Author: Stephen Roller

Mutators are task-independent data transformations, which are applicable to any dataset. Examples of mutators include:

  • Reversing all the turns in a conversation

  • Down-sampling the dataset

  • Shuffling the words in a turn

  • and much more

Mutators are particularly useful when you want to train or test on different variants of the data. For example, Sundkar et al. (2019) showed that different models react differently to having their turns or words shuffled.

For a full list of Mutators existing in ParlAI, check our [mutators][Mutators Reference].

:::{warning} New feature Mutators is a brand new feature in ParlAI. If you experience any issues with it, please file an issue on GitHub. :::


The --mutators argument should be available for every script where a --task argument is available. Simply begin adding it to use a mutated dataset.

For example, one of the simplest mutators is flatten, which just flattens the conversation.

parlai display_data --task dailydialog --mutators flatten


Mutators are intentionally designed to be composable. That is, we can stack mututators on top of each other by specifying multiple on the command line:

parlai display_data -t dailydialog --mutators word_shuffle+flatten
parlai display_data -t dailydialog --mutators word_shuffle,flatten  # equivalent

This runs the word_shuffle mutator, and pipes the output to the flatten mutator

Multi-task mutators

Mutators default to being applied on every task. For example, this applies the same mutators to both tasks (independently):

parlai display_data -t dailydialog,convai2 --mutators word_shuffle+flatten

If necessary, you may also supply mutators to specific tasks. Note that in this case, you can only use the + joiner, and , is unavailable.

parlai display_data -t dailydialog:mutators=word_shuffle,convai2:mutators=flatten+word_shuffle

Mutator arguments

Some mutators have additional arguments. For example, episode_shuffle has an argument preserve_context.

parlai display_data -t dailydialog --mutators episode_shuffle --preserve_context True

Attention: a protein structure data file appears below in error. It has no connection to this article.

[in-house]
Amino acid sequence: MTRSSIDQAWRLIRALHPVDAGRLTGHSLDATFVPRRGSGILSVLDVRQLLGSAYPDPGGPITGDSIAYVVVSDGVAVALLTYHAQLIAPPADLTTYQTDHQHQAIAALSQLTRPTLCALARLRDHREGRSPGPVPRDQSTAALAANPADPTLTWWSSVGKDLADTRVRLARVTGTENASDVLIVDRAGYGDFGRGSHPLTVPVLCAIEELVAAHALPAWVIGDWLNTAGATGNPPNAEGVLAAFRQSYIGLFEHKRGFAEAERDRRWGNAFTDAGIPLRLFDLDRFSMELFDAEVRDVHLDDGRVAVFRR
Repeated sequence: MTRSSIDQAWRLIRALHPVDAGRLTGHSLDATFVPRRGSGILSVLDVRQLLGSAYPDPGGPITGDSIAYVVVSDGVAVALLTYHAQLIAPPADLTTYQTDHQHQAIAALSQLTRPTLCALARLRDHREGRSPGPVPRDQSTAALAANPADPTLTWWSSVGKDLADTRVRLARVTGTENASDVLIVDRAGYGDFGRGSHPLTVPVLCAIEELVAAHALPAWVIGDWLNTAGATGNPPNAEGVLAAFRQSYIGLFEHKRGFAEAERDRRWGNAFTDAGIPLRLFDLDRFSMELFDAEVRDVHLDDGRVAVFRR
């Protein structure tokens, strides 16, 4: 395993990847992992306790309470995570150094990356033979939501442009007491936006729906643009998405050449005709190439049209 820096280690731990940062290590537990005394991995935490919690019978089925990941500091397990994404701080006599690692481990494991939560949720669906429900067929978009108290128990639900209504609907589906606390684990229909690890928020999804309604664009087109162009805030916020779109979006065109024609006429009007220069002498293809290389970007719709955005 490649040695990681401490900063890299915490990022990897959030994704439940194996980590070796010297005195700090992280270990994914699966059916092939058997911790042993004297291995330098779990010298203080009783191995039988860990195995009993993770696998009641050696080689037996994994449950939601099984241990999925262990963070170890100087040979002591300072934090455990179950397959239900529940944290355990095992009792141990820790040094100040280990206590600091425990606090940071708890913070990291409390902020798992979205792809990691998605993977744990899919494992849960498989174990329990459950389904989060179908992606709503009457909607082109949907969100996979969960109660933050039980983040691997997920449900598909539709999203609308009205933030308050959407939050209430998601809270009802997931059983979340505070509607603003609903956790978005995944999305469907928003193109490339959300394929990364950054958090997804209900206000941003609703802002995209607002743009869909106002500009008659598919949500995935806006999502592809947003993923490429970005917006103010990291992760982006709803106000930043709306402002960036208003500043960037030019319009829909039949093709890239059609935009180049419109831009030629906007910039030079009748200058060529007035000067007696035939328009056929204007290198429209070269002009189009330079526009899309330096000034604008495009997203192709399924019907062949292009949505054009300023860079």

Unfortunately, mutator arguments cannot be directly specified when using the --task X:mutators= format. Instead, we can pass mutator arguments through the task argument.

parlai display_data -t dailydialog:mutators=episode_shuffle:preserve_context=True

Writing your own Mutators

Mutators are meant to be added too. Following other patterns in ParlAI, you can add your own mutators by making sure you decorate your Mutator class with @register_mutator("example_name") before the script runs if you’re using ParlAI in an IPython notebook; if you’ve checked out ParlAI code locally to make your own modifications, you can add a new file in parlai/mutators.

ParlAI has 3 base classes for Mutators. Choosing the right base class is only about making bookkeeping easier.

  • MessageMutator is used when you need to make changes to individual turns, and is no relationship between turns.

  • EpisodeMutator is when you want to make changes to whole conversations (episodes), but you want to keep the number of episodes fixed.

  • ManyEpisodeMutator is the most powerful setting, and lets you map each episode to 0 or more episodes. It is also slightly more complex.

:::{warning} Sharing Unlike you may expect from other parts of ParlAI, Mutators do not have any sort of sharing mechanism. There is always exactly one instance of each mutator specified on the command line. :::

For information on writing Mutators, please see the API Reference. As additional resources, we provide the following examples:

  • Word Shuffle: shows how to implement a simple MessageMutator.

  • Episode Reverse: shows how to implement a simple EpisodeMutator.

  • Flatten: shows how to implement a ManyEpisodeMutator.